What constitutes professional photographs? As much as we would like to deny it, not all photographs were created equal; that casual shot of your weekday lunch probably won’t make the cut for this week’s edition of Food & Wine Magazine.
So what gives? Everyone can take a photo, but not everyone can take a good photo. Despite the fact that most of us ‘average Joe’s are usually just trying to record a moment or subject, not win a prize in a photo contest for technical excellence or appear on TIME magazine, there is something very important to remember about taking that spare-of-the-moment picture – Chances are, you won’t be able to take that exact image again. That moment in time will be gone. Thus, it’s best if you can record that image the best you can at the time.
Without further ado, here are 5 quick tips on how to improve your photography.
What makes the photo? Simply placing the subject in the middle of the shot is, more often than not, clichéd and boring. The “Rule of Thirds” one of the first things that budding digital photographers learn about in classes on photography and rightly so as it is the basis for well balanced and interesting shots. This is one of the most common tips that pop up when it comes to improving your photos.
To break it down, you cut your frame into thirds by using both horizontal and vertical lines. You then place your point of interest over the cross sections of the grid. Placing your subject on the lines/intersects will result in a more engaging photo.
Finding the perfect balance between light and shadows is key. The lighting of a shot can either make or break the photo.
See where the light is coming from, and use it to your advantage, whether it is natural light coming from the sun, or an artificial source like a lamp. How can you use the lighting to make your photos better? Observe how the light interacts with the scene and the subject – Is it highlighting an area or casting interesting shadows? These are all things you can utilise to make an ordinary photo, extraordinary.
You can also use flash during the day. You might think that you should only use flash at night time or indoors, but that’s not the case at all. If it is an extremely bright day outside and the sun is creating harsh shadows on your subject, switch on your flash. By forcing extra light onto your subject, you will be able to fill in those ugly shadows and create an even exposure.
Backlighting creates a silhouette and lends an interesting perspective to the photo.
Complementary palettes, jarring combinations, striking contrast. Different colors contribute different things; a good photo would tap on colors to set the mood.
When photos have too many colors spewing out from them, they’re often hard to look at. While there are certainly exceptions to the case and a masterfully crafted photograph can still present a myriad of colors well, we’d advise beginners to try to focus on having one or two colors predominately featuring in your photograph. It will be more pleasing to the eye and will help set the tone of the image.
Eye contact with the subject(s)
There are three types of eye contact to consider when taking a portrait, along with different situations where each may be particularly appropriate. Eye contact (or the lack of) plays a big role in setting the mood during portrait photography – whether it’s for a formal portrait, or a candid snapshot!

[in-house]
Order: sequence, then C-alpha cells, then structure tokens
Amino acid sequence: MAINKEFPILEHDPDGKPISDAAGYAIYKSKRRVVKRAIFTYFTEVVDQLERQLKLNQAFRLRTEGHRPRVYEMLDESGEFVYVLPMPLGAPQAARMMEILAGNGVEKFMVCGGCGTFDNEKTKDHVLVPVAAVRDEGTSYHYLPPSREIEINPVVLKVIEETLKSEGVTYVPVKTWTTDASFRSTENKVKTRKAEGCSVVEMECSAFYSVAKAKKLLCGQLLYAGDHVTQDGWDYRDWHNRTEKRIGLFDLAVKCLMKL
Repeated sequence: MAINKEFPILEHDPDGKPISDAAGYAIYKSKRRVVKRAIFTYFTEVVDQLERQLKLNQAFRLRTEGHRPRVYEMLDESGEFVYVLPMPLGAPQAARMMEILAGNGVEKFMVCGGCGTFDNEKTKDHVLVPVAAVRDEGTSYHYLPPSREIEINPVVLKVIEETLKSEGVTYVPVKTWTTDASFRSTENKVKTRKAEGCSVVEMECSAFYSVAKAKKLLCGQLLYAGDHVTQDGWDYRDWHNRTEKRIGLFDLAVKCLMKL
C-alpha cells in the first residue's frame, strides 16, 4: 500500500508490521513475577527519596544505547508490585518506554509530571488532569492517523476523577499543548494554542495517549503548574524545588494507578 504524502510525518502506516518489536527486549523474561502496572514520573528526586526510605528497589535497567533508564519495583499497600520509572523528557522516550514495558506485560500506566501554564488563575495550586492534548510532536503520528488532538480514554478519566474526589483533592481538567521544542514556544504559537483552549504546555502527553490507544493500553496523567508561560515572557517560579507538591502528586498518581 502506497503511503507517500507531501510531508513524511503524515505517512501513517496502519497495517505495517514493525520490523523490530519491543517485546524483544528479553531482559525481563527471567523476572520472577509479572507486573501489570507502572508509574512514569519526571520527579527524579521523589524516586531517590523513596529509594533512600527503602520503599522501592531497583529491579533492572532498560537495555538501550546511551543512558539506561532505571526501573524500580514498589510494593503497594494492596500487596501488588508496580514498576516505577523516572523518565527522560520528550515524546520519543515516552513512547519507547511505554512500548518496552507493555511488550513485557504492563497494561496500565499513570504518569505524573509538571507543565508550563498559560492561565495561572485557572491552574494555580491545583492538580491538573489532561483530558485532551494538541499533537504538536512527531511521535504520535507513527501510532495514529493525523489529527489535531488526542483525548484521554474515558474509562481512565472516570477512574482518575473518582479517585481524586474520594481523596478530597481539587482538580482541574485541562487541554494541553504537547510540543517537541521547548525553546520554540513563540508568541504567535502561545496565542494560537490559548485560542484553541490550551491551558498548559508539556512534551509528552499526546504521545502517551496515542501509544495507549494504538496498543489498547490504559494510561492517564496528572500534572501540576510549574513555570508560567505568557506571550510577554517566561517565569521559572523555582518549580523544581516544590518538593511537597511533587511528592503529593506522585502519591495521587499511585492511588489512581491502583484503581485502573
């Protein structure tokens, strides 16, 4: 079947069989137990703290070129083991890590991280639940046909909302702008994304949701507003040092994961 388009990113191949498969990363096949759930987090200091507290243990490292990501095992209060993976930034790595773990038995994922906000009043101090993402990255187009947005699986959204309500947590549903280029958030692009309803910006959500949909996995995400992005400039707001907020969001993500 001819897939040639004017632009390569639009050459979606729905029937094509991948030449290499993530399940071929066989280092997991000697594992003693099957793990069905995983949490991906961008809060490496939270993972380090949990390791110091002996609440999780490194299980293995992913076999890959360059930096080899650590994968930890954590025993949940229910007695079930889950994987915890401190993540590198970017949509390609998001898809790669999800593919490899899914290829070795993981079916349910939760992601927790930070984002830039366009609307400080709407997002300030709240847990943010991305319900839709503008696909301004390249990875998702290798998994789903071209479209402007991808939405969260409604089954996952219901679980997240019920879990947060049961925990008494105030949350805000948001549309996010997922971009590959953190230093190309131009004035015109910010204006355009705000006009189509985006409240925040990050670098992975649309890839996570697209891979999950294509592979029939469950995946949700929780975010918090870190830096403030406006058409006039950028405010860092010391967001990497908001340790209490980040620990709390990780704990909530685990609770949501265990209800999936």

1. Direct Eye Contact
With the subject looking right into lens, a connection is created between the viewer and the subject. This connection is defined by the expression held – it could be seductive, angry, or even terrified.
2. Eye Contact Between Subjects
Unlike direct eye contact, having two different subjects looking at each other is a way to depict the relationship between them. The viewer becomes an observer, and is no longer “involved” in the photograph.
This is commonly done to represent a loving relationship, like for example almost any wedding shot, but it could equally be chosen to represent hate, anger, or fear. If you’re wanting to capture some form of atmosphere in a scene, this can be a great way to do so. This visual connection needn’t just be between two people. It could involve anything, from a child having fun with their dog, to someone thoughtfully arranging a bunch of flowers.
3. No Eye Contact
Finally, we come to the idea of a sole person looking away from the camera – or any other obvious subject. This very much puts the viewer in “observation mode”, and it can feel as though you’re gaining a glimpse into the thoughts and private moment of the person portrayed. When the subject is looking away into the distant unknown or is lost in the recesses of their mind, it usually creates a thought-provoking and pensive photo.
Depth of Field
Controlled by factors such as aperture and focal length, depth of field (DoF) usually refers to how much of the picture is in focus.
If you are new to photography you may not yet be taking advantage of how DoF can enhance your photos. A basic definition of depth of field is: the zone of acceptable sharpness within a photo that will appear in focus. In every picture there is a certain area of your image in front of, and behind the subject that will appear in focus.
What if you just have a point and shoot camera, or don’t know how to change those settings? Even with a point and shoot camera, there are ways to control your depth of field. For example, in the Scene Modes menu, look for a symbol of a human head, which is the setting for portraits. This will give you a narrow depth of field. In the same menu there is also a mountain symbol, which is a setting for landscapes, which will give you a deeper depth of field.
We hope these tips have been helpful to you. If you would like to share your pictures with us, feel free to write in or even tag us on Facebook! Happy shooting!